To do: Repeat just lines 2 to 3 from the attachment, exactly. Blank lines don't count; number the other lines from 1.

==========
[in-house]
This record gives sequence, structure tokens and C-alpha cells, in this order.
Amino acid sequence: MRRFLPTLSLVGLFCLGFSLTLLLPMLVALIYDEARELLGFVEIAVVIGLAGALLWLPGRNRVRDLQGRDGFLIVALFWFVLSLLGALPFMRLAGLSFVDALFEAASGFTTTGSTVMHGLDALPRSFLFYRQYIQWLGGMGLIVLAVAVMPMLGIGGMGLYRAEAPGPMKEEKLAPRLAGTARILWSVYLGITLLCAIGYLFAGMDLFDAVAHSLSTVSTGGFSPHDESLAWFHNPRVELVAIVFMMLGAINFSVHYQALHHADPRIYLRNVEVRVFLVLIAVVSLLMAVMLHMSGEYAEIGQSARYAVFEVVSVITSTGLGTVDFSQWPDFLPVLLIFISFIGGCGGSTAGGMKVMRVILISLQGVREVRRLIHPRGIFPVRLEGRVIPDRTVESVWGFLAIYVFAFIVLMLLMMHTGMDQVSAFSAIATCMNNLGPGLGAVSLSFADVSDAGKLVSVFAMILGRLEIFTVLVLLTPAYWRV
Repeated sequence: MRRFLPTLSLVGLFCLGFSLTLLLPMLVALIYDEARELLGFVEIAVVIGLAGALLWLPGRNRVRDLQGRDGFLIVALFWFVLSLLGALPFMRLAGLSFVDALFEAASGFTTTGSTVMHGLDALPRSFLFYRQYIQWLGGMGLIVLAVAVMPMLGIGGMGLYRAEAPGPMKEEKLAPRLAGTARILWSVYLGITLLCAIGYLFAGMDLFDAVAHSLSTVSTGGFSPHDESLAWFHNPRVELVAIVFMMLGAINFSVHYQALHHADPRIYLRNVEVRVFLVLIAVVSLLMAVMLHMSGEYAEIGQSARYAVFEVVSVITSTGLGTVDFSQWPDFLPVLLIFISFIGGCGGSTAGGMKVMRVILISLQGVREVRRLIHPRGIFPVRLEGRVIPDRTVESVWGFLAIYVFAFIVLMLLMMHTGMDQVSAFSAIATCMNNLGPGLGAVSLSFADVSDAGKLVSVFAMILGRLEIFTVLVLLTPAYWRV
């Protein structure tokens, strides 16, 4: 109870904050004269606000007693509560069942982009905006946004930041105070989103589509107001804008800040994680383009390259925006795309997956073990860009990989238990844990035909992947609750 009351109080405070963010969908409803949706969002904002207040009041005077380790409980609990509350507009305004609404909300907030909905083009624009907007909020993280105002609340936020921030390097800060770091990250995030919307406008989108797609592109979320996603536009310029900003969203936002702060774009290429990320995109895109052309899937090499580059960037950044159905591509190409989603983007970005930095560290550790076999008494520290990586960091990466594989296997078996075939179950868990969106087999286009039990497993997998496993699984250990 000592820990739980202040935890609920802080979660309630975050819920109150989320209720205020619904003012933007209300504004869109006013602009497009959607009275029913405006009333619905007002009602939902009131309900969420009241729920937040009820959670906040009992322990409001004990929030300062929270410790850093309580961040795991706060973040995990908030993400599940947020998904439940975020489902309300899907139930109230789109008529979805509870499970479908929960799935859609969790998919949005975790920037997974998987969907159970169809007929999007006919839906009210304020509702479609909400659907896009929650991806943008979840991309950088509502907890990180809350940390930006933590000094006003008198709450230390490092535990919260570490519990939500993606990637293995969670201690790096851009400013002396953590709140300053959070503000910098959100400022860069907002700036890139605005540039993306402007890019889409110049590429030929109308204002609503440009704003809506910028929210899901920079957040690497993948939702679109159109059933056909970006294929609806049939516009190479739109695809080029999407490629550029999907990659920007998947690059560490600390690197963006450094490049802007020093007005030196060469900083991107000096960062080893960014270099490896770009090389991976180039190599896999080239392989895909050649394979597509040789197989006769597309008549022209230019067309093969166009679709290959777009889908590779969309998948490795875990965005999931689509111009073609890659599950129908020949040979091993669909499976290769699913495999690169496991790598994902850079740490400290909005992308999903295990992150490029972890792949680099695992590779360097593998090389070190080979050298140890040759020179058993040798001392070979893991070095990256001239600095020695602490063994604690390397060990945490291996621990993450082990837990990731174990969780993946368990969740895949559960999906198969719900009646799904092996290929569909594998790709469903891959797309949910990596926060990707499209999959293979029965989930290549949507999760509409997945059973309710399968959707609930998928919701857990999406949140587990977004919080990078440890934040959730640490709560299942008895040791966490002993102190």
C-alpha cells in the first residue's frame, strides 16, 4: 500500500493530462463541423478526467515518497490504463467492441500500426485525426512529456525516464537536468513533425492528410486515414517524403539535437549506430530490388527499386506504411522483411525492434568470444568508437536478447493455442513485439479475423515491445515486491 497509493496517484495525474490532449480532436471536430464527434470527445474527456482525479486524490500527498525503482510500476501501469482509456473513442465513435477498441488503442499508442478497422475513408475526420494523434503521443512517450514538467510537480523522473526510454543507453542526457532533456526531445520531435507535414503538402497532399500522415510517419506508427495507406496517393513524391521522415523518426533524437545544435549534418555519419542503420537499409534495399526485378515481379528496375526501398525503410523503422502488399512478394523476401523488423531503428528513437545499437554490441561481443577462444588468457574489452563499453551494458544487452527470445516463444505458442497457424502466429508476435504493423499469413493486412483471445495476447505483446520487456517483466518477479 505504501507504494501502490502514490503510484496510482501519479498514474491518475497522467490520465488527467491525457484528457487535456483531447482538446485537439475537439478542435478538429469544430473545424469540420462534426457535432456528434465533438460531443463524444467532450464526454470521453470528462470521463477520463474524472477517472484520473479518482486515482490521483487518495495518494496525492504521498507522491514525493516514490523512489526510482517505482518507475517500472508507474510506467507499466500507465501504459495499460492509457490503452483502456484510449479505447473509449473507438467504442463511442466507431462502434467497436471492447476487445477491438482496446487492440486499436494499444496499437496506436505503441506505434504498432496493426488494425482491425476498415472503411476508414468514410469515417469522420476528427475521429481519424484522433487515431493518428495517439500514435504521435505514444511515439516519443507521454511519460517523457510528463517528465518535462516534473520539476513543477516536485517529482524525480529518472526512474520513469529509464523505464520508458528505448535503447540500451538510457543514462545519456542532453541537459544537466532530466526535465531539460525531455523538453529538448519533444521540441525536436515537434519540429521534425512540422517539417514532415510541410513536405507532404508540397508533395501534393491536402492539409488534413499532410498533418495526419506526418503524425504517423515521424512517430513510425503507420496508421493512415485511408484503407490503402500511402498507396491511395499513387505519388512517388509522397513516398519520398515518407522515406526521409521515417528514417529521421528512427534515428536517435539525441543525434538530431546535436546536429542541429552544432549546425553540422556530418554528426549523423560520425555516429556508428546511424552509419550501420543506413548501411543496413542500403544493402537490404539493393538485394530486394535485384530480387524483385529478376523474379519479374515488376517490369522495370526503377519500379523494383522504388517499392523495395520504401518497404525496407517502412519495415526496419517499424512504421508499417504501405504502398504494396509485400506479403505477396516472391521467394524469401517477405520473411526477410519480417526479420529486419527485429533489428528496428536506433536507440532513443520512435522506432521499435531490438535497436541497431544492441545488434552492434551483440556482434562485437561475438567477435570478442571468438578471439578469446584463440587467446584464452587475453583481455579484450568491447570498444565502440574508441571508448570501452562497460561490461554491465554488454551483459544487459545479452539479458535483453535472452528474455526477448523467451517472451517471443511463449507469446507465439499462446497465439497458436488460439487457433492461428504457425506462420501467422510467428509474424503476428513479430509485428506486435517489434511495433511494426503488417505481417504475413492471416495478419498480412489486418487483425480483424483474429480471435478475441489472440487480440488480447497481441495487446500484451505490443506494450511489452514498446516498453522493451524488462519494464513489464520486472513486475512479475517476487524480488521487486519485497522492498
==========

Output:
This record gives sequence, structure tokens and C-alpha cells, in this order.
Amino acid sequence: MRRFLPTLSLVGLFCLGFSLTLLLPMLVALIYDEARELLGFVEIAVVIGLAGALLWLPGRNRVRDLQGRDGFLIVALFWFVLSLLGALPFMRLAGLSFVDALFEAASGFTTTGSTVMHGLDALPRSFLFYRQYIQWLGGMGLIVLAVAVMPMLGIGGMGLYRAEAPGPMKEEKLAPRLAGTARILWSVYLGITLLCAIGYLFAGMDLFDAVAHSLSTVSTGGFSPHDESLAWFHNPRVELVAIVFMMLGAINFSVHYQALHHADPRIYLRNVEVRVFLVLIAVVSLLMAVMLHMSGEYAEIGQSARYAVFEVVSVITSTGLGTVDFSQWPDFLPVLLIFISFIGGCGGSTAGGMKVMRVILISLQGVREVRRLIHPRGIFPVRLEGRVIPDRTVESVWGFLAIYVFAFIVLMLLMMHTGMDQVSAFSAIATCMNNLGPGLGAVSLSFADVSDAGKLVSVFAMILGRLEIFTVLVLLTPAYWRV